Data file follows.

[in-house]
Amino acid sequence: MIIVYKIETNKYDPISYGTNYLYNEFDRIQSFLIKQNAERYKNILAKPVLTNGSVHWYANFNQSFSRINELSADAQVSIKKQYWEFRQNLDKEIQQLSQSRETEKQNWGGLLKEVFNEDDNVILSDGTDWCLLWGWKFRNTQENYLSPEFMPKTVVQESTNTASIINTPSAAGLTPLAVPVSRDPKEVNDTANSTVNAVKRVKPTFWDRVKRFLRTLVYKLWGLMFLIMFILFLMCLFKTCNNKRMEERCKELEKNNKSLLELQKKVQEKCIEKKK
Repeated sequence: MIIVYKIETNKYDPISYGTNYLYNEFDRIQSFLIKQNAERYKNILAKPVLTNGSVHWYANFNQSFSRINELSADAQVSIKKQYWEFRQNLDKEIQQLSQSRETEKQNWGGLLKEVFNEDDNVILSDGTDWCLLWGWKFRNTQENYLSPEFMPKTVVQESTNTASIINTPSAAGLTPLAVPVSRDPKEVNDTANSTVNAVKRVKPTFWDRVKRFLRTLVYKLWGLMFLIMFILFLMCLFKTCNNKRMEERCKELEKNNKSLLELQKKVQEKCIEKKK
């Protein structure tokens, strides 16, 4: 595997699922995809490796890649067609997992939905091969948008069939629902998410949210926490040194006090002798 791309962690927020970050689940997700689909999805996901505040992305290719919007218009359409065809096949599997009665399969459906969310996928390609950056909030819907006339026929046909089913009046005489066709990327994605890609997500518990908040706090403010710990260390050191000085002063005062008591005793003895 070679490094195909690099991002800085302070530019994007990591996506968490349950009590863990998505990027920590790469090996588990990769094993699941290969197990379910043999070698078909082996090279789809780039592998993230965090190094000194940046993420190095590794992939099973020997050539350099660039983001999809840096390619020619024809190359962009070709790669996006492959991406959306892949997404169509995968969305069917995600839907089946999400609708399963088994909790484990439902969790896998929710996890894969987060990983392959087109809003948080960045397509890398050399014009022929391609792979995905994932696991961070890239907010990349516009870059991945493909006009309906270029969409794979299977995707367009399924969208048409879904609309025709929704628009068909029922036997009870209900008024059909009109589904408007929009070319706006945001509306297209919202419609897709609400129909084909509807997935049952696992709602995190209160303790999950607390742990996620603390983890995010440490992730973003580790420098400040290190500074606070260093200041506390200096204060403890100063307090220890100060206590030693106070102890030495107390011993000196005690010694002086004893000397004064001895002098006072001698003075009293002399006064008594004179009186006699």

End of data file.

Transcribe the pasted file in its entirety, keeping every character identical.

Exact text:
[in-house]
Amino acid sequence: MIIVYKIETNKYDPISYGTNYLYNEFDRIQSFLIKQNAERYKNILAKPVLTNGSVHWYANFNQSFSRINELSADAQVSIKKQYWEFRQNLDKEIQQLSQSRETEKQNWGGLLKEVFNEDDNVILSDGTDWCLLWGWKFRNTQENYLSPEFMPKTVVQESTNTASIINTPSAAGLTPLAVPVSRDPKEVNDTANSTVNAVKRVKPTFWDRVKRFLRTLVYKLWGLMFLIMFILFLMCLFKTCNNKRMEERCKELEKNNKSLLELQKKVQEKCIEKKK
Repeated sequence: MIIVYKIETNKYDPISYGTNYLYNEFDRIQSFLIKQNAERYKNILAKPVLTNGSVHWYANFNQSFSRINELSADAQVSIKKQYWEFRQNLDKEIQQLSQSRETEKQNWGGLLKEVFNEDDNVILSDGTDWCLLWGWKFRNTQENYLSPEFMPKTVVQESTNTASIINTPSAAGLTPLAVPVSRDPKEVNDTANSTVNAVKRVKPTFWDRVKRFLRTLVYKLWGLMFLIMFILFLMCLFKTCNNKRMEERCKELEKNNKSLLELQKKVQEKCIEKKK
């Protein structure tokens, strides 16, 4: 595997699922995809490796890649067609997992939905091969948008069939629902998410949210926490040194006090002798 791309962690927020970050689940997700689909999805996901505040992305290719919007218009359409065809096949599997009665399969459906969310996928390609950056909030819907006339026929046909089913009046005489066709990327994605890609997500518990908040706090403010710990260390050191000085002063005062008591005793003895 070679490094195909690099991002800085302070530019994007990591996506968490349950009590863990998505990027920590790469090996588990990769094993699941290969197990379910043999070698078909082996090279789809780039592998993230965090190094000194940046993420190095590794992939099973020997050539350099660039983001999809840096390619020619024809190359962009070709790669996006492959991406959306892949997404169509995968969305069917995600839907089946999400609708399963088994909790484990439902969790896998929710996890894969987060990983392959087109809003948080960045397509890398050399014009022929391609792979995905994932696991961070890239907010990349516009870059991945493909006009309906270029969409794979299977995707367009399924969208048409879904609309025709929704628009068909029922036997009870209900008024059909009109589904408007929009070319706006945001509306297209919202419609897709609400129909084909509807997935049952696992709602995190209160303790999950607390742990996620603390983890995010440490992730973003580790420098400040290190500074606070260093200041506390200096204060403890100063307090220890100060206590030693106070102890030495107390011993000196005690010694002086004893000397004064001895002098006072001698003075009293002399006064008594004179009186006699």